This is one of the biggest benefits of COMPETE: it is extremely user friendly. You just plug in the numbers; it's as simple as that.
What About Government Employees?
At the very heart of any discussion about privatization of government functions is the effect it has on government employees.† What happens to them? Phil Bomersheim gives us a glimpse of how Virginia answers these questions. "When we outsource, our employees do not lose employment. They may lose their jobs, but not employment, because we take it on as a management issue. We retrain, relocate, and re-deploy the employees."
Bomersheim further illustrates by recounting what happened in the Tidewater and Norfolk/Virginia Beach area. When the state decided to outsource the operation of its movable bridges (drawbridges) rather than the government submitting a competing proposal, part of the agreement was that the private company hire existing government employees at their existing wages. The private company then came in, automated some functions that eliminated a lot of previous overtime, used the savings to buy all the employees laptops, trained them how to use them, and increased their benefits package. After three years, all of the former government employees are still with the private firm.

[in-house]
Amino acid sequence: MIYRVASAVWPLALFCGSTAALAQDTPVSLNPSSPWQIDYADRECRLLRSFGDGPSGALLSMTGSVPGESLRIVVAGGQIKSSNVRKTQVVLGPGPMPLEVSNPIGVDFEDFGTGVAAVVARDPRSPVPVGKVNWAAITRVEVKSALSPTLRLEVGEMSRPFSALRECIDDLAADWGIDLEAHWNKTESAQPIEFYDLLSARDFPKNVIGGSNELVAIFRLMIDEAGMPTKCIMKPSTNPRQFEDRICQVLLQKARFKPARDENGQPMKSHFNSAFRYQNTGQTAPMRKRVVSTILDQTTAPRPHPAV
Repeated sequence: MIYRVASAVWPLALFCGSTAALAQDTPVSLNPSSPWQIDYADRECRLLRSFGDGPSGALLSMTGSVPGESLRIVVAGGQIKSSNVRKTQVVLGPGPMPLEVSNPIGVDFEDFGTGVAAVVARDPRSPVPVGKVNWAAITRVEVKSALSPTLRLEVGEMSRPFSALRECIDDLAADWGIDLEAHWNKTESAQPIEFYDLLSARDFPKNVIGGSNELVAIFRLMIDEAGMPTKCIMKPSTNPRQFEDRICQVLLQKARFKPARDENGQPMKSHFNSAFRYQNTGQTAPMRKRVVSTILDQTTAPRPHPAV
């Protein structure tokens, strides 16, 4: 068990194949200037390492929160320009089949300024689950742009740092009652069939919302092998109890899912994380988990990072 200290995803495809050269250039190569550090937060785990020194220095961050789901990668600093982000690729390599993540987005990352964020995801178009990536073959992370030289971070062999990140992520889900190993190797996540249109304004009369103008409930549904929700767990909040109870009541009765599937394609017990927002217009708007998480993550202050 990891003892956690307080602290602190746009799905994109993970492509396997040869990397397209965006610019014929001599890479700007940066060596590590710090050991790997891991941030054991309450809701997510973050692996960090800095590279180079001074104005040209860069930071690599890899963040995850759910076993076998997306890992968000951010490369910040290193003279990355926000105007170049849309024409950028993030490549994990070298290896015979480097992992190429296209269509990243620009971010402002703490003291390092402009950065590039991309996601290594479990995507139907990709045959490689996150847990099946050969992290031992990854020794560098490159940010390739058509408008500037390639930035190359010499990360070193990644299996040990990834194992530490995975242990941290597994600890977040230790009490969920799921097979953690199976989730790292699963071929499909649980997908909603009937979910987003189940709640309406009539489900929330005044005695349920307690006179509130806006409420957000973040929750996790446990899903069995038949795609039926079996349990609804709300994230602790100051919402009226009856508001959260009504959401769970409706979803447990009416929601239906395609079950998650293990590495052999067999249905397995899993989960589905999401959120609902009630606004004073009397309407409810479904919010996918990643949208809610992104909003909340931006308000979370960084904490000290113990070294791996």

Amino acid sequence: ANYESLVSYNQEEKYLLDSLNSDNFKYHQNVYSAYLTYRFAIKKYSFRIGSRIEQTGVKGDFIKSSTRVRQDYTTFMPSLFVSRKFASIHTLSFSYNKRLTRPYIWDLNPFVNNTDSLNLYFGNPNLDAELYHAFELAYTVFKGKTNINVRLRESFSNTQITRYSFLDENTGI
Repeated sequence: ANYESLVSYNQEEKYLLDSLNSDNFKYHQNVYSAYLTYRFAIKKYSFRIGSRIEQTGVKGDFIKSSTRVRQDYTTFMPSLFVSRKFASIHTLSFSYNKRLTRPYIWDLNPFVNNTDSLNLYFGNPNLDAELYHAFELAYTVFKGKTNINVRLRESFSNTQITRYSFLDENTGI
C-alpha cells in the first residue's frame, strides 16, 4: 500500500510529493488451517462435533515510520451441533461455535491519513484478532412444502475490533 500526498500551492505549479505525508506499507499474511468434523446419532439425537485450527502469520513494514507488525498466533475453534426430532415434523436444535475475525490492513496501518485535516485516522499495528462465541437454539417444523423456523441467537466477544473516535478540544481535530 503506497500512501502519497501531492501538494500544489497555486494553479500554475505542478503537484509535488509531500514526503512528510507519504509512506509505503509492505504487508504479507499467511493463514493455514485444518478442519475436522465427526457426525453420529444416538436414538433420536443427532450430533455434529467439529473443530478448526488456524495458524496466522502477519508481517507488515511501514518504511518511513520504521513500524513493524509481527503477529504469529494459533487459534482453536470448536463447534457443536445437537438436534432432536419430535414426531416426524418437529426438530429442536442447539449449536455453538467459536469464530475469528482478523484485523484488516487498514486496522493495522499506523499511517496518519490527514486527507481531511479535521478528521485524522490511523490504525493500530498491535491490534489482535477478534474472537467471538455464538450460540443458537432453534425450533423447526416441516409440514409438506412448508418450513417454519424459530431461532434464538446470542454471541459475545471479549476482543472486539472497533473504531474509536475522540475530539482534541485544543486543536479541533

The Commonwealth of Virginia is a shining example of how government can partner with the private sector to achieve its ultimate goal of serving its citizens in the most cost efficient manner.
Lesson from the Outsourcing Primer:
- It is extremely important to use consistent accounting methods when competing government with the private sector.